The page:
This 'leaked' Left 4 Dead 3 teaser is a fake

Update: Sorry, folks, but mere minutes after our story went live, Valve confirmed that the teaser is in fact a fake. It's still pretty cool though. You can read my our initial thoughts on the presumed-fakeness of the video in the original story below:

Original story: A very impressive teaser that turned up today on YouTube has a lot of people wondering if a new Left 4 Dead game has suddenly sprung a big leak, or if Valve is perhaps trying its hand at viral marketing. It could be—Valve did recently tease a new "flagship" game coming this year, after all, and this wouldn't be the first time we've heard whispers of Left 4 Dead 3—but the far greater likelihood, sorry to say, is that it's a fake. 

For one thing, the video is complete and polished but purely environmental, which isn't at all how Valve rolls: Left 4 Dead is frantic and visceral (check out this L4D2 teaser for evidence of that), and this, for all the atmosphere it stokes, is not. The zombie hand at the end is suspicious as well, because it's a direct copy of the original L4D hand rather than something indicating the third game in the series. Joke about Valve's inability to get to "three" if you will, but I can't see it breaking an established pattern on a major game franchise just to nod-and-wink at a silly inside joke.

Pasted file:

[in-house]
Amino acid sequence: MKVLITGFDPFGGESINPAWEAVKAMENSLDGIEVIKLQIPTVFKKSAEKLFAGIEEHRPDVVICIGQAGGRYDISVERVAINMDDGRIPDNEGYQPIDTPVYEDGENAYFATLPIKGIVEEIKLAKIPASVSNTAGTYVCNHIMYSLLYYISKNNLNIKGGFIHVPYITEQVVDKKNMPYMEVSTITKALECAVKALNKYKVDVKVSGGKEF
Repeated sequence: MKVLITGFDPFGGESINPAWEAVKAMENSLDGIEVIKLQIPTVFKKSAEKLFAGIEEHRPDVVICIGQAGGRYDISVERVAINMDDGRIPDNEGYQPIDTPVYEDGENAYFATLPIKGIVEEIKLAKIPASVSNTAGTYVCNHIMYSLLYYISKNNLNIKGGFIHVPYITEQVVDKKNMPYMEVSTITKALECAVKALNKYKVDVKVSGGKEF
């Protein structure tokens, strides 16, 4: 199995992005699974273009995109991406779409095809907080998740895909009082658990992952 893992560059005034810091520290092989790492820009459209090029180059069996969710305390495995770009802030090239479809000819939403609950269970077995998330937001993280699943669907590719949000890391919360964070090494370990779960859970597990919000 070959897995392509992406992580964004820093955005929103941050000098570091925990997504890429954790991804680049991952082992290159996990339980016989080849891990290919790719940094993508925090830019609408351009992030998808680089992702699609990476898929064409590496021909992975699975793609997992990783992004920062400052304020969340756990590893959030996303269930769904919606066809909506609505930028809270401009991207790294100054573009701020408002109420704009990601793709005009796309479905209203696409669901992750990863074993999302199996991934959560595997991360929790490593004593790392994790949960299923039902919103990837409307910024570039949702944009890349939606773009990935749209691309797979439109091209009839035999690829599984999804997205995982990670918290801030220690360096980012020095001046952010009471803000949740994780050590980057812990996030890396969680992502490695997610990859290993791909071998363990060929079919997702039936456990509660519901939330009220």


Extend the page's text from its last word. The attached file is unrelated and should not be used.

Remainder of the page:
I think the presence of real-world products in the game, like Pepsi and Life, also points toward fakeness. You can't just throw stuff like that into your game or your promo materials without some sort of licensing deal, and there's no evidence of that—and I don't see Valve doing that sort of thing in one of its game worlds anyway.

So it's possible that this could be a surprise L4D3 leak, but only very, very (I mean, very) slightly possible. We've reached out to Valve to ask, just in case, but I'm confident enough to call it now: Very nicely done, yes, but also very fake. 

Andy Chalk

Andy has been gaming on PCs from the very beginning, starting as a youngster with text adventures and primitive action games on a cassette-based TRS80. From there he graduated to the glory days of Sierra Online adventures and Microprose sims, ran a local BBS, learned how to build PCs, and developed a longstanding love of RPGs, immersive sims, and shooters. He began writing videogame news in 2007 for The Escapist and somehow managed to avoid getting fired until 2014, when he joined the storied ranks of PC Gamer. He covers all aspects of the industry, from new game announcements and patch notes to legal disputes, Twitch beefs, esports, and Henry Cavill. Lots of Henry Cavill.